Monday, August 31, 2015


Navigation as a New Gen Ed

What skills do students need, regardless of major or career?  What skills do we just expect all educated adults to have?

In the world of undergraduate education, we answer those questions by defining certain skills as “general education.”  Gen Eds, as they’re called, cross majors.  The idea is that whether a student is studying business, engineering, history, or art, there are certain basic skills we’d expect her to have.  

Each college has its own list, though they tend to have a lot of overlap.  Most include some variation on “communication skills,” which tend to result in requirements for English Composition and, sometimes, public speaking.  Most have some sort of “quantitative literacy” requirement, which typically covers math or closely related fields.  After that, they get more site-specific: some have a “diversity” requirement, some require some sort of service learning, some have a “civic knowledge” requirement, and so forth.  The Gen Ed competencies that a college adopts are supposed to drive its course requirements -- though it’s often the other way around on the ground -- and they’re supposed to reflect the common challenges and expectations facing educated adults.

I bring this up because I’ve been thinking about the seeming disconnect between an economy in which paths to prosperity are ever more complicated and opaque, and the move afoot on campuses to make pathways simpler and clearer.  They actually make sense together.  They assume that the ability to navigate complexity is the new Gen Ed.

As with any Gen Ed competency, we can’t just trust that students will pick it up along the way.  That’s where the move to guided pathways comes in.  We have to design for it.  That means not assuming that students come in with it, but building pathways so that they can’t help but encounter it as they go.  

In many ways, I suspect that the current generation is far better at navigating complexity than any other, including my own.  That’s because they’ve handled more complicated social lives, and many of them have handled far more complicated schedules than we did.  But time management is only one element of navigating complexity.  

Over the past (coughing over the number) years, I’ve been to more than my share of employer advisory boards.  Across fields and institutions, a common denominator has been a complaint that many new employees don’t know how to read, and adjust to, workplace culture.  They keep waiting for explicit directions.  Some of that may be age and/or life experience -- “kids today” is hardly a new complaint -- but some of it may be the unintended consequence of years of educating students around standardized tests.  We in higher ed can’t change K-12, at least directly, but we can counteract some of the damage.  We just have to make a point of choosing to.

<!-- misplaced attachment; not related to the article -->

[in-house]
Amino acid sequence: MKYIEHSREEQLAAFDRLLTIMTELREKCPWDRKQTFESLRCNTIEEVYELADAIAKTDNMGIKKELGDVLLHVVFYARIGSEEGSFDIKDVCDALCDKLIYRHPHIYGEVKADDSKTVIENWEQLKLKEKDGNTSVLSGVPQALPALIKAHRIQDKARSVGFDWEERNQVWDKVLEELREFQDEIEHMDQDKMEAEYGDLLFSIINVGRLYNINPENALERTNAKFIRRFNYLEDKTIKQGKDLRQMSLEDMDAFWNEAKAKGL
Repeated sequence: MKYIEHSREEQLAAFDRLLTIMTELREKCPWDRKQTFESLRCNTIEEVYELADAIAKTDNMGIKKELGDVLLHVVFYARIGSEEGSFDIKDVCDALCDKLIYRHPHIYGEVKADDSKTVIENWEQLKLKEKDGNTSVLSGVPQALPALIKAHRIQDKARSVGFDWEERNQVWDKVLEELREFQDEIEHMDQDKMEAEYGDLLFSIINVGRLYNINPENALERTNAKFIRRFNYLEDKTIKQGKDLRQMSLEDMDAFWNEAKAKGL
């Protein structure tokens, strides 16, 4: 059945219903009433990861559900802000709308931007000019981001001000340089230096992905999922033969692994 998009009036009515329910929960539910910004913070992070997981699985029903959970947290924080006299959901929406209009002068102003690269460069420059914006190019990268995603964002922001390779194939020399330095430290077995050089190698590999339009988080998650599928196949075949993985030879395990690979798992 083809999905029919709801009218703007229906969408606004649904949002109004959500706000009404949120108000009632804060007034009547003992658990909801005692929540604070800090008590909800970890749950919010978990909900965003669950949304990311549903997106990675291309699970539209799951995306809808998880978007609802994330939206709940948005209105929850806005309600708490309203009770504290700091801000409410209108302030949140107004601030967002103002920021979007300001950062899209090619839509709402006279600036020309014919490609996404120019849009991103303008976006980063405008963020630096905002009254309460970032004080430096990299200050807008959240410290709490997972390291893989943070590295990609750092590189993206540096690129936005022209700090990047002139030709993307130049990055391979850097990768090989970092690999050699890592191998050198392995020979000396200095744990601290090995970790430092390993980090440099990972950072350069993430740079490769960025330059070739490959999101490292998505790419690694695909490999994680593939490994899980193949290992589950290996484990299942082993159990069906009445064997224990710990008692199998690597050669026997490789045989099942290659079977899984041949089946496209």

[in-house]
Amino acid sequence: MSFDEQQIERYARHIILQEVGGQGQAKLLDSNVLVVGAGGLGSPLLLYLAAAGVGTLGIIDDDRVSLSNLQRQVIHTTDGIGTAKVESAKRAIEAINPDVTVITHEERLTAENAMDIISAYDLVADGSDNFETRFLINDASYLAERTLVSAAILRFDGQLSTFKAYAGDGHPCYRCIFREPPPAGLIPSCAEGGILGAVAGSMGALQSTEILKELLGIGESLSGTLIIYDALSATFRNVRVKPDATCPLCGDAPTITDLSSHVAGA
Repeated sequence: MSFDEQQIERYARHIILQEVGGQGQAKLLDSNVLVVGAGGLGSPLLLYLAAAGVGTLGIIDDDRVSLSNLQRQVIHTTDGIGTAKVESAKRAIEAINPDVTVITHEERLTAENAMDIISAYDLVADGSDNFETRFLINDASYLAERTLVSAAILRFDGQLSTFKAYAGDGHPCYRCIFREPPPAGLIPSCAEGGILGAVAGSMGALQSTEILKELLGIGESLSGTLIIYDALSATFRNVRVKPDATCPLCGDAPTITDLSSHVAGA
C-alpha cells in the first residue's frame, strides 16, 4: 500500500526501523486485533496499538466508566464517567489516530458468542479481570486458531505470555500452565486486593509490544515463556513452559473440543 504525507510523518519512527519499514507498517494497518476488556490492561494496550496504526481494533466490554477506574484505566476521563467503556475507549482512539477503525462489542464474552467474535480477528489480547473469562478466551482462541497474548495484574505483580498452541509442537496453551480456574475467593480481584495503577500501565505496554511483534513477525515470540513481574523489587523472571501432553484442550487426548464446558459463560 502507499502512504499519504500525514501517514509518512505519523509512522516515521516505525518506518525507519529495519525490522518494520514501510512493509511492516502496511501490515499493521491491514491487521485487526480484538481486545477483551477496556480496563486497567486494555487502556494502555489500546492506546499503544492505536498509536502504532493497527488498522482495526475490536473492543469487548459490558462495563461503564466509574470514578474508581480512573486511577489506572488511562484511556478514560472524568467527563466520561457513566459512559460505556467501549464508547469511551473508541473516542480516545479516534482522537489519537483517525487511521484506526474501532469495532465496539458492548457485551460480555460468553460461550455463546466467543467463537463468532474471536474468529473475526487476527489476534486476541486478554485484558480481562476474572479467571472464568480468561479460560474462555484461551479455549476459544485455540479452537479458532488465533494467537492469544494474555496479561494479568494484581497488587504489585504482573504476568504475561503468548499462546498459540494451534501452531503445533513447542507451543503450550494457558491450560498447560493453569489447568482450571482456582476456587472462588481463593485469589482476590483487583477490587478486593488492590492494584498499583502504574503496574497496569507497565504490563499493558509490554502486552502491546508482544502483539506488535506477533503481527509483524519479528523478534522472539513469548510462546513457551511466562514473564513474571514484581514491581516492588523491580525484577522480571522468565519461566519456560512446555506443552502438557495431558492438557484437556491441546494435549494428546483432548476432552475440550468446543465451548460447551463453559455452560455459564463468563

Wise and worldly readers, have you found ways of helping students develop the ability to make sense from chaos?  And are there ways to measure that sort of thing?

First, my impression is that guided pathways are not intended to help them develop the ability to navigate complexity on their own, although it might rub off on some who think about why the courses are put together like they are. It is, as you note, a response to the highly structured K-12 system where everything is directed at the specific competencies on standardized tests. But I also agree that none of this is new. Kids back in my day had followed a "college prep" or "workforce" pathway in HS -- all with defined courses to take, like precalc or shop math -- so it was comforting when colleges also had defined curricula for our first year. This was before the 'chinese menu' approach replaced 'all you want to know about humanities in one giant tome'. Advising was simple but the classes stunk. Now the classes are good but advising is a nightmare.

Back to your problem.

Your two questions are in the wrong order. First figure out how to assess "ability to make sense from chaos", and in doing so you will have defined it well enough help students do it. Said another way, assessments provide an operational definition of your course outcomes.

I can't help you with specifics, but something along those lines has been done at my college. It resulted from that "other way around" you alluded to. It was decided that a certain group of courses (not to mention the effective profs who teach them) had to be preserved because of the value added to our confused students, so that course requirement drove a gen ed competency. [I'm guessing English composition and math originally became gen eds for the same reason. Everyone "knew" students needed "those skills", so someone sat down and figured out exactly what the most important ones were.] And it can't be a gen ed without defined common outcomes and effective assessments, so that got done. I just haven't seen or heard anything about what they came up with. I suspect, like all outcomes assessment, it is a work in progress as one triennially closes the loop.
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